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" To animals born in captivity and fated to be ignored and abused, I've dedicated this organization." - Bobbi Brink, Founder
Home  >  Our Animals  > Delilah
  • Delilah - Bear at Lions Tigers & Bears Sanctuary, Alpine
Bear
Species: Ursus americanus
Born: Est. 1995
Rescued: 8/2/2011
Died:
Gender: Female
Favorite Food: PB & J Sandwiches

Meet Delilah, Our Black Bear

Delilah lived with Blossom at the Little River Zoo in Norman, Oklahoma. They were the lone residents left at the zoo, following the closure of the zoo in 2011 due to continuing financial woes. Faced with money problems, zoo officials tried to maintain their standards of care while finding homes for their 240 animals. But sadly for Delilah and Blossom, their diet was neglected, as were the grounds where they were kept. After several months of fruitless searching, officials still had not found a home for the two ill-nourished black bears. The situation was so desperate that negotiations had begun with a "big game" ranch where the bears could be hunted and killed for a price.

After hearing about Delilah and Blossom, Bobbi began working with the zoo to load and transport both bears to Lions Tigers & Bears. At that time, Lions Tigers & Bears was in the midst of constructing a new bear habitat for its first rescued bear - Liberty. As construction continued on the bear habitat, Lions Tigers & Bears began making modifications to a new trailer that could handle the trip to Oklahoma and bring both bears back to Lions Tigers & Bears safely. New equipment was needed, such as air conditioners and transport crates that would make their long drive a much healthier ride. Bobbi's dad worked tirelessly installing the air conditioning on the trailer, installing a new generator and new circuit breakers, helping to build the crates and installing new vents for air conditioning on top of trailer.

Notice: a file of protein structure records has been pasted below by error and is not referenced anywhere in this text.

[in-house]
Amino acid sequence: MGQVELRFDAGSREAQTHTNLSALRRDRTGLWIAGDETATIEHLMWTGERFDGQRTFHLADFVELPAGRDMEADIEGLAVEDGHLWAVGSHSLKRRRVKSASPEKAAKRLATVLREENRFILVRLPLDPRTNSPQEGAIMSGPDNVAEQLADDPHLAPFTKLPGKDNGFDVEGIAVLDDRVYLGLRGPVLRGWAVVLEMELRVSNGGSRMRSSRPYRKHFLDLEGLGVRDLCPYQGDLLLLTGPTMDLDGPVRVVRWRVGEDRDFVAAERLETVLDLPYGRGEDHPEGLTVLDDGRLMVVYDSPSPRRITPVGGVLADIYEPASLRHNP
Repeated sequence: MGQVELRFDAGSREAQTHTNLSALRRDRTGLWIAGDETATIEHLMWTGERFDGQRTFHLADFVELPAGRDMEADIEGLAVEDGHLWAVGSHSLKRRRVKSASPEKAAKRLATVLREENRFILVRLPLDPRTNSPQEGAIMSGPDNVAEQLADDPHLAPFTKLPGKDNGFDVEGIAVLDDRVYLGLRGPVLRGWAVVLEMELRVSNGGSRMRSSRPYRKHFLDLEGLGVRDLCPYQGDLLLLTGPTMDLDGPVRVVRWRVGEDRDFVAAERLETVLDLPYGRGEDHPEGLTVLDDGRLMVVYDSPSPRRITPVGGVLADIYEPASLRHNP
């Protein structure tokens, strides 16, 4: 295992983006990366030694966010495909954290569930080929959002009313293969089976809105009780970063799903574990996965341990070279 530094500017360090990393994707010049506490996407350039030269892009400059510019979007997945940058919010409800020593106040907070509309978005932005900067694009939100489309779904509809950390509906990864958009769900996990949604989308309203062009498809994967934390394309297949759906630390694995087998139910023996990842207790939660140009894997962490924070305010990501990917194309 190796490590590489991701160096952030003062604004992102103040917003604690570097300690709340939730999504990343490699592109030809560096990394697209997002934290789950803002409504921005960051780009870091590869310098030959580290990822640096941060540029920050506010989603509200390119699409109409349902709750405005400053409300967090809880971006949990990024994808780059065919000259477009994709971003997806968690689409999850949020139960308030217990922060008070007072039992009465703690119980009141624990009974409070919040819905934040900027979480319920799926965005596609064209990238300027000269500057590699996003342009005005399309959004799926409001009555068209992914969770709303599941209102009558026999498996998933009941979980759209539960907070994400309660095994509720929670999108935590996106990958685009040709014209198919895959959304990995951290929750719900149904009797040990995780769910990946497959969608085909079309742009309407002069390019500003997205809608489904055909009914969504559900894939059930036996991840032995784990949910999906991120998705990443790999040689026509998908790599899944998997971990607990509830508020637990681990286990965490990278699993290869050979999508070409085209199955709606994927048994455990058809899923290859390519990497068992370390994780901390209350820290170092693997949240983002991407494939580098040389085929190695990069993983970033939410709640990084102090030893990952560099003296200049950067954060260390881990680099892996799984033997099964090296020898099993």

Prior to the trailer's completion, Bobbi learned that a heat wave had hit the mid-section of the country, so she immediately flew to Oklahoma to check on the bears' situation and their health. She found the bears to be in moderate health, a little overweight from the unusual diet they had been fed, but otherwise faring well. Lions Tigers & Bears then hired an Oklahoma veterinarian to examine the bears and verify that they were healthy enough to make the long journey to San Diego.